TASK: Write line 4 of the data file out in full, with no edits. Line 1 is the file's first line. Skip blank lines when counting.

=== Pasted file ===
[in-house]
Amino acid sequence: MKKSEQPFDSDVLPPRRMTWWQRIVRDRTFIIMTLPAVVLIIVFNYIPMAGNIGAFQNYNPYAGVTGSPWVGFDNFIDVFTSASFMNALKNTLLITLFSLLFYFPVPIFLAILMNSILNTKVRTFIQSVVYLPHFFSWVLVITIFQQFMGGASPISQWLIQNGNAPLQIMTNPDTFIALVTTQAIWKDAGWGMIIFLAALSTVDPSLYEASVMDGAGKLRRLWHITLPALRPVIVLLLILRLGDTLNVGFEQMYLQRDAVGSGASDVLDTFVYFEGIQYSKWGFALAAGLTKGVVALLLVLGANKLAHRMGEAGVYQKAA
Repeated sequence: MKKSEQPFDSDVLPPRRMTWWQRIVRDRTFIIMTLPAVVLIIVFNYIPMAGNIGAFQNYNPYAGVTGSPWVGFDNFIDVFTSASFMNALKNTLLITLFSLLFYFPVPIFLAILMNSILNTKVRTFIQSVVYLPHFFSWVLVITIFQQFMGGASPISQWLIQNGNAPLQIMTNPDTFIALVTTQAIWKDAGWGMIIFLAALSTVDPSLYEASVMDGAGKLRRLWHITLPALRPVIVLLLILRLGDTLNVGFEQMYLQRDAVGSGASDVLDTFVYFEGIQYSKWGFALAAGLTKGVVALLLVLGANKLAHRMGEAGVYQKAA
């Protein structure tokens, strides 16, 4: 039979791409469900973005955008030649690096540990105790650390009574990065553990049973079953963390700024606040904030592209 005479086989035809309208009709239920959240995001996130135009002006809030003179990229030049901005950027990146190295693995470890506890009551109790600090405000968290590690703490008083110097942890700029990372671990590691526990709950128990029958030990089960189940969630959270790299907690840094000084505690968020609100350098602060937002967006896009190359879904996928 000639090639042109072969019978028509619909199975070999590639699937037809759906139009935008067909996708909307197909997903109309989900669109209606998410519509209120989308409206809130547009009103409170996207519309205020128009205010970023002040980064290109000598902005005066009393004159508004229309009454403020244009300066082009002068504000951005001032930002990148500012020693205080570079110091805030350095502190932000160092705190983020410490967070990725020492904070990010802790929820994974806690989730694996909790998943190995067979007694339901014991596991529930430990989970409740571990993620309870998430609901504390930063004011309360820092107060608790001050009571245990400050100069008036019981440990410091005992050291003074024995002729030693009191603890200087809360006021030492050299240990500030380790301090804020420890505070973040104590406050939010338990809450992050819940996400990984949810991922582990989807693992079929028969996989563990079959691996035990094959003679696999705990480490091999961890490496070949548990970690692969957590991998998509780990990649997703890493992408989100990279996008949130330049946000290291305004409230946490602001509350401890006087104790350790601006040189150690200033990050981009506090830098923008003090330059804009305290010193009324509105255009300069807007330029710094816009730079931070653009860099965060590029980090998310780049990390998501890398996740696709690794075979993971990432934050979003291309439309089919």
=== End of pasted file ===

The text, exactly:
């Protein structure tokens, strides 16, 4: 039979791409469900973005955008030649690096540990105790650390009574990065553990049973079953963390700024606040904030592209 005479086989035809309208009709239920959240995001996130135009002006809030003179990229030049901005950027990146190295693995470890506890009551109790600090405000968290590690703490008083110097942890700029990372671990590691526990709950128990029958030990089960189940969630959270790299907690840094000084505690968020609100350098602060937002967006896009190359879904996928 000639090639042109072969019978028509619909199975070999590639699937037809759906139009935008067909996708909307197909997903109309989900669109209606998410519509209120989308409206809130547009009103409170996207519309205020128009205010970023002040980064290109000598902005005066009393004159508004229309009454403020244009300066082009002068504000951005001032930002990148500012020693205080570079110091805030350095502190932000160092705190983020410490967070990725020492904070990010802790929820994974806690989730694996909790998943190995067979007694339901014991596991529930430990989970409740571990993620309870998430609901504390930063004011309360820092107060608790001050009571245990400050100069008036019981440990410091005992050291003074024995002729030693009191603890200087809360006021030492050299240990500030380790301090804020420890505070973040104590406050939010338990809450992050819940996400990984949810991922582990989807693992079929028969996989563990079959691996035990094959003679696999705990480490091999961890490496070949548990970690692969957590991998998509780990990649997703890493992408989100990279996008949130330049946000290291305004409230946490602001509350401890006087104790350790601006040189150690200033990050981009506090830098923008003090330059804009305290010193009324509105255009300069807007330029710094816009730079931070653009860099965060590029980090998310780049990390998501890398996740696709690794075979993971990432934050979003291309439309089919």